“My victory is someone else’s defeat”

   A triumphalist develops a sense of confidence, pride, security or virtue trusting in superiority: Celebration of any kind of victory; quite naturally, would hurt the wounded party or the defeated opponents, especially, within a plural society like ours.

What is unacceptable is that we disallow people within the war-affected areas to commemorate their loved ones who died in the battle. The political settlement to the national question that has been dragging on for decades will drag on further with fewer hopes; consequentially it affects the harmonious relationships among different ethnic groups, especially, in a secular State like ours.

The JVP is free to commemorate its annual April ‘Viru Samaru Day’ they call their men, including those who indulged in murder and others who were involved in clashes with security forces and created utter chaos covering the entire island as heroes. Why these double standards? Like the Northern terrorists, they went on a killing spree in 1988/89; murdering academics, politicians, artistes and Buddhist monks and all those who disobeyed their orders.   If so, the minorities should have an equal right and the freedom to grieve, mourn or commemorate the death of their treasured ones as well.  Any attempt to block commemorative events of a section of the people on an arbitrary basis during the anniversary periods would yield negative effects. Subjecting the people of Jaffna to such authoritarian processes, while we in the South parade with military shows will have negative effects on the reconciliation process.  The previous regime used excessive military presence in the region to create a fear psychosis and suppress any commemoration events. The present government have taken positive steps to prevent such brutality, though they went to Courts to get a legal cover banning such activity; suppression it seems, remains to be the name of the game even under the Yahapalanaya.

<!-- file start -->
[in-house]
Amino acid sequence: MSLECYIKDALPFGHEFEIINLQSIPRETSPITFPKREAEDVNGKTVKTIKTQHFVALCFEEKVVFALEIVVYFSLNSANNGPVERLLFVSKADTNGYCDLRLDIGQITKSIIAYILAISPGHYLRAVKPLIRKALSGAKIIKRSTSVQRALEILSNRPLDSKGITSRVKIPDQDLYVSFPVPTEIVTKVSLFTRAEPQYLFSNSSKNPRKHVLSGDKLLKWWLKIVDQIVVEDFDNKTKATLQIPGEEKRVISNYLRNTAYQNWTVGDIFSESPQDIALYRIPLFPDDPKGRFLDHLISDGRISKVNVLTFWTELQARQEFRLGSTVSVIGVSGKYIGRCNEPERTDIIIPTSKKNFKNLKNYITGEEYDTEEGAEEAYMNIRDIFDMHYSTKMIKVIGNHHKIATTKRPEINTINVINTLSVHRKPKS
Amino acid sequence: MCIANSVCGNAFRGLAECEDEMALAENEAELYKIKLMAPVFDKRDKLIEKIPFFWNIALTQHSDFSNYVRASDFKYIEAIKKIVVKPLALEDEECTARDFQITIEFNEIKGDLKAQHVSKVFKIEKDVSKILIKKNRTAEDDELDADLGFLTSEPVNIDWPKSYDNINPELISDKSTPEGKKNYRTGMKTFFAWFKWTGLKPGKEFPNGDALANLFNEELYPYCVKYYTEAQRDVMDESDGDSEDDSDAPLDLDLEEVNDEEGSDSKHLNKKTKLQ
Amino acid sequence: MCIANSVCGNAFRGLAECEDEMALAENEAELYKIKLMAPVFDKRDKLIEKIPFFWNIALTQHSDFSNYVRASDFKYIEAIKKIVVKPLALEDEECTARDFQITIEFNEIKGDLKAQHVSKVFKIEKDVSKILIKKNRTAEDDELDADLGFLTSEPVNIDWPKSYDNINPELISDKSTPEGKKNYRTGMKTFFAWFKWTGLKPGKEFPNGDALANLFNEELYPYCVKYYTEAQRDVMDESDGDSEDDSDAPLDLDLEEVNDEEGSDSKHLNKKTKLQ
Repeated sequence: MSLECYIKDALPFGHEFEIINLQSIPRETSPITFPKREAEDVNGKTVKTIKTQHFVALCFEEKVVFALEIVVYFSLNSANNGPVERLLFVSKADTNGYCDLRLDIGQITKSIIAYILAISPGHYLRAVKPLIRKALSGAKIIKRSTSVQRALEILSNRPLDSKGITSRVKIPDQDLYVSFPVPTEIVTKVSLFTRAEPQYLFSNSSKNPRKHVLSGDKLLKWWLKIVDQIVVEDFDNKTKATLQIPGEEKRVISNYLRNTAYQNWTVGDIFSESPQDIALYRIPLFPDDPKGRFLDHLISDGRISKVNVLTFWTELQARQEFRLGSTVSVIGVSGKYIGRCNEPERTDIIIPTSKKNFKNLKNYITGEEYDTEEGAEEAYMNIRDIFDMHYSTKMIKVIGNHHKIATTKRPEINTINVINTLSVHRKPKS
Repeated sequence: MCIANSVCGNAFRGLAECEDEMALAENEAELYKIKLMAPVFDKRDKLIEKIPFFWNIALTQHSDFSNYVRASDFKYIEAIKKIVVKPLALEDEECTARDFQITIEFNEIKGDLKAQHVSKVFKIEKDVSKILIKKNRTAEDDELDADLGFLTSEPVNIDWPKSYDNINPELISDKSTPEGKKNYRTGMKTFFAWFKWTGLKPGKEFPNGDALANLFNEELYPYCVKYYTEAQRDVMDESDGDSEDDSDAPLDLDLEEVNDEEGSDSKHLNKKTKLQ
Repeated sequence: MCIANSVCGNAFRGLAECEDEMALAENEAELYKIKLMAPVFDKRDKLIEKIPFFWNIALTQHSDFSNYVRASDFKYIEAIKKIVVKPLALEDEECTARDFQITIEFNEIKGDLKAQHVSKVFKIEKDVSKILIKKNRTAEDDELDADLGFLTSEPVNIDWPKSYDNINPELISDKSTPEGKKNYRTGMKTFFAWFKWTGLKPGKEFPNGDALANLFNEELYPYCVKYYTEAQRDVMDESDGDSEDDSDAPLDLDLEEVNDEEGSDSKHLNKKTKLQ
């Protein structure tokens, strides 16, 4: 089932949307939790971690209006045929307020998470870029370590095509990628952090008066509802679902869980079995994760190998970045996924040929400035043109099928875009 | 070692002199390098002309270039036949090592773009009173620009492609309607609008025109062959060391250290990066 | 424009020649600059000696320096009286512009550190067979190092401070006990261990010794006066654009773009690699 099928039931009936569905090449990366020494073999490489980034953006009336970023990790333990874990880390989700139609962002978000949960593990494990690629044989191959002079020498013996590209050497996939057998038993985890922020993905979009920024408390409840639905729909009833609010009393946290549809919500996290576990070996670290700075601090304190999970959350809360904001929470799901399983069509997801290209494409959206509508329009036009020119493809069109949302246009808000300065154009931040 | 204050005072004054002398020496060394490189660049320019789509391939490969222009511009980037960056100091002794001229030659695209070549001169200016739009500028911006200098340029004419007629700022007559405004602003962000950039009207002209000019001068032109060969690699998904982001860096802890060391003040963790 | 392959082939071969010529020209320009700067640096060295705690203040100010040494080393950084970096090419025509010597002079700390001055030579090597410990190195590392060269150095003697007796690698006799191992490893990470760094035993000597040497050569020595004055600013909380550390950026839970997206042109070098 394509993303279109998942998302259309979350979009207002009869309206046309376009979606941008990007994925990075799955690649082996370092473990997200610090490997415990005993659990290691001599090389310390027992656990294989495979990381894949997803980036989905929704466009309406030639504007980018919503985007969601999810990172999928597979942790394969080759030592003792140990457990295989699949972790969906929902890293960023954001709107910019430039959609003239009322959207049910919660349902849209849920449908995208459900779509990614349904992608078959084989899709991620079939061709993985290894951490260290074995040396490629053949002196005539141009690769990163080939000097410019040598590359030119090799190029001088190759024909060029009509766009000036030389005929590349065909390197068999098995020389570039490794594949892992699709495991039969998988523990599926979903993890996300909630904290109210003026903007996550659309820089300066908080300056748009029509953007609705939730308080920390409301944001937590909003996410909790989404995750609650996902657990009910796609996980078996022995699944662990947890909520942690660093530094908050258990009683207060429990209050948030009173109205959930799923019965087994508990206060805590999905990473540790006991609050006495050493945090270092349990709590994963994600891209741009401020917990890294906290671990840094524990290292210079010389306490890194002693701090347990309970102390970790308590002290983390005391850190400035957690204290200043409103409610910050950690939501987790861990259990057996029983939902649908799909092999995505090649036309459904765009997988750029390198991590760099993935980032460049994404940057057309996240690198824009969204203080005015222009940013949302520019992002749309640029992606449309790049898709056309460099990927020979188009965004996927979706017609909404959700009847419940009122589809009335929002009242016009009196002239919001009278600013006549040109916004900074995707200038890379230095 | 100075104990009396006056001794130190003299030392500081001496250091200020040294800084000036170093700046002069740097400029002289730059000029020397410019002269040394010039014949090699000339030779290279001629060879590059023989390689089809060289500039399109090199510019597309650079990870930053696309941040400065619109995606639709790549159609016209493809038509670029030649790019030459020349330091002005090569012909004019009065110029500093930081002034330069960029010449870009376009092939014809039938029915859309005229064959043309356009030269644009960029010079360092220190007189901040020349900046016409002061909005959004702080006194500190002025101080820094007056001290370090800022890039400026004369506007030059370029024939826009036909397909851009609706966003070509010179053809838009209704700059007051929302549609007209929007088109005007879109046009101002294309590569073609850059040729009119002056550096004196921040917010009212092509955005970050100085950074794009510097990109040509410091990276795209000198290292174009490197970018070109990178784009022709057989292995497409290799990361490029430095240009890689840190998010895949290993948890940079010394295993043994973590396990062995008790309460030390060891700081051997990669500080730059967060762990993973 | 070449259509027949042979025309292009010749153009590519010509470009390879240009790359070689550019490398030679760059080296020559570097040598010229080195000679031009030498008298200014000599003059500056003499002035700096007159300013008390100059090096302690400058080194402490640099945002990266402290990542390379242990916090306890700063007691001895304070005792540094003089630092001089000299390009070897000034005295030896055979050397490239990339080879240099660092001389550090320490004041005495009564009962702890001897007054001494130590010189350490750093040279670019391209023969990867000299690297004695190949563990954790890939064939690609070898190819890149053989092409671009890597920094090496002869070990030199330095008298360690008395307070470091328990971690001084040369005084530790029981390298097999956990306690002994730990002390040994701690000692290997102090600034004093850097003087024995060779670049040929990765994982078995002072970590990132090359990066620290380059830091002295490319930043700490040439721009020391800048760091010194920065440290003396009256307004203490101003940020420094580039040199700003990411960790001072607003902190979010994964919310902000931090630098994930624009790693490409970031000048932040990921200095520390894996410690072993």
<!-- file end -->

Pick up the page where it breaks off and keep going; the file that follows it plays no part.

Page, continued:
‘Victory breeds enmity; the vanquished one dwells in sorrow; the composed person lives happily, disregarding both victory and defeat’. -Verse 201: Dhammapada.

Cost of past celebrations

Unnecessary spending of time and money on commemorative programmes of ‘paying tribute’ involving public funds and government officers in mid-May was a regular feature from 2010 up to last year. In addition to the main national event with military parades, celebrations were extended to Ministries, Departments and Provincial level consuming State resources. These funds could be diverted to fund welfare programmes of war heroes and families of deceased soldiers.
The last hero’s day speech by LTTE leader, V. Prabhakaran was an indication of acceptance of defeat. He lamented requesting international support. Before that Tamils in the North suffered as never before in the history. All the opportunities offered by Heads of States starting from J. R. Jayewardene, Premadasa, Chandrika Bandaranaike, Ranil Wickremesinghe, and finally, Mahinda Rajapaksa for a peacefully-negotiated solution were disregarded by the warmonger himself, who was determined to defeat the government forces at a fully-fledged war and capture power.